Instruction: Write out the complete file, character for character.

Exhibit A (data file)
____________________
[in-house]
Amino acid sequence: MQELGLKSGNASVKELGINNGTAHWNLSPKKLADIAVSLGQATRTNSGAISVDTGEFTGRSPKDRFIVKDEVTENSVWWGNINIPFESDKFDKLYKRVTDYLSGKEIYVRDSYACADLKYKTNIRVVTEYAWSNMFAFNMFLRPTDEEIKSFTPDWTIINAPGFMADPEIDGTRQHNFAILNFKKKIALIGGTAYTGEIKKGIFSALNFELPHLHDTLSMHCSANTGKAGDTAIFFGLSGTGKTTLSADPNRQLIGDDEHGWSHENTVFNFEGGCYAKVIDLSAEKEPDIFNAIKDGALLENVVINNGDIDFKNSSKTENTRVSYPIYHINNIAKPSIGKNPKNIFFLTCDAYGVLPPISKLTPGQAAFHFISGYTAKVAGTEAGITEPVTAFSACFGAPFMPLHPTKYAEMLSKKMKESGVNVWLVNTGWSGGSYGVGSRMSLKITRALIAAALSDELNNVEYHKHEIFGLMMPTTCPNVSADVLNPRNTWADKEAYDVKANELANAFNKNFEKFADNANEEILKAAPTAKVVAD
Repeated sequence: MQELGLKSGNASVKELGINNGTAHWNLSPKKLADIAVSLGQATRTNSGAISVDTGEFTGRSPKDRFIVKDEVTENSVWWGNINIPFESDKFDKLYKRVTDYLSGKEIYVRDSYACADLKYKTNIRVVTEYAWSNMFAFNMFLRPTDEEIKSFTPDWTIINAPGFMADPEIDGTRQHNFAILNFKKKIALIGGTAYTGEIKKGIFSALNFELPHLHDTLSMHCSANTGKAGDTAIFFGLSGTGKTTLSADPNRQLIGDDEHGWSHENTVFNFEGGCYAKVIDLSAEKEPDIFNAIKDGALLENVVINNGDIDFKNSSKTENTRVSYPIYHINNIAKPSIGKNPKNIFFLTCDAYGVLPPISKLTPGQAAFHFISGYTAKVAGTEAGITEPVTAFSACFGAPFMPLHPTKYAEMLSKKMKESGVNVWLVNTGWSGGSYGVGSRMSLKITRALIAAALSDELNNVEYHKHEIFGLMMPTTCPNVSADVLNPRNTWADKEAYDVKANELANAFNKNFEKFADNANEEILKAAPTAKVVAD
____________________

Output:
[in-house]
Amino acid sequence: MQELGLKSGNASVKELGINNGTAHWNLSPKKLADIAVSLGQATRTNSGAISVDTGEFTGRSPKDRFIVKDEVTENSVWWGNINIPFESDKFDKLYKRVTDYLSGKEIYVRDSYACADLKYKTNIRVVTEYAWSNMFAFNMFLRPTDEEIKSFTPDWTIINAPGFMADPEIDGTRQHNFAILNFKKKIALIGGTAYTGEIKKGIFSALNFELPHLHDTLSMHCSANTGKAGDTAIFFGLSGTGKTTLSADPNRQLIGDDEHGWSHENTVFNFEGGCYAKVIDLSAEKEPDIFNAIKDGALLENVVINNGDIDFKNSSKTENTRVSYPIYHINNIAKPSIGKNPKNIFFLTCDAYGVLPPISKLTPGQAAFHFISGYTAKVAGTEAGITEPVTAFSACFGAPFMPLHPTKYAEMLSKKMKESGVNVWLVNTGWSGGSYGVGSRMSLKITRALIAAALSDELNNVEYHKHEIFGLMMPTTCPNVSADVLNPRNTWADKEAYDVKANELANAFNKNFEKFADNANEEILKAAPTAKVVAD
Repeated sequence: MQELGLKSGNASVKELGINNGTAHWNLSPKKLADIAVSLGQATRTNSGAISVDTGEFTGRSPKDRFIVKDEVTENSVWWGNINIPFESDKFDKLYKRVTDYLSGKEIYVRDSYACADLKYKTNIRVVTEYAWSNMFAFNMFLRPTDEEIKSFTPDWTIINAPGFMADPEIDGTRQHNFAILNFKKKIALIGGTAYTGEIKKGIFSALNFELPHLHDTLSMHCSANTGKAGDTAIFFGLSGTGKTTLSADPNRQLIGDDEHGWSHENTVFNFEGGCYAKVIDLSAEKEPDIFNAIKDGALLENVVINNGDIDFKNSSKTENTRVSYPIYHINNIAKPSIGKNPKNIFFLTCDAYGVLPPISKLTPGQAAFHFISGYTAKVAGTEAGITEPVTAFSACFGAPFMPLHPTKYAEMLSKKMKESGVNVWLVNTGWSGGSYGVGSRMSLKITRALIAAALSDELNNVEYHKHEIFGLMMPTTCPNVSADVLNPRNTWADKEAYDVKANELANAFNKNFEKFADNANEEILKAAPTAKVVAD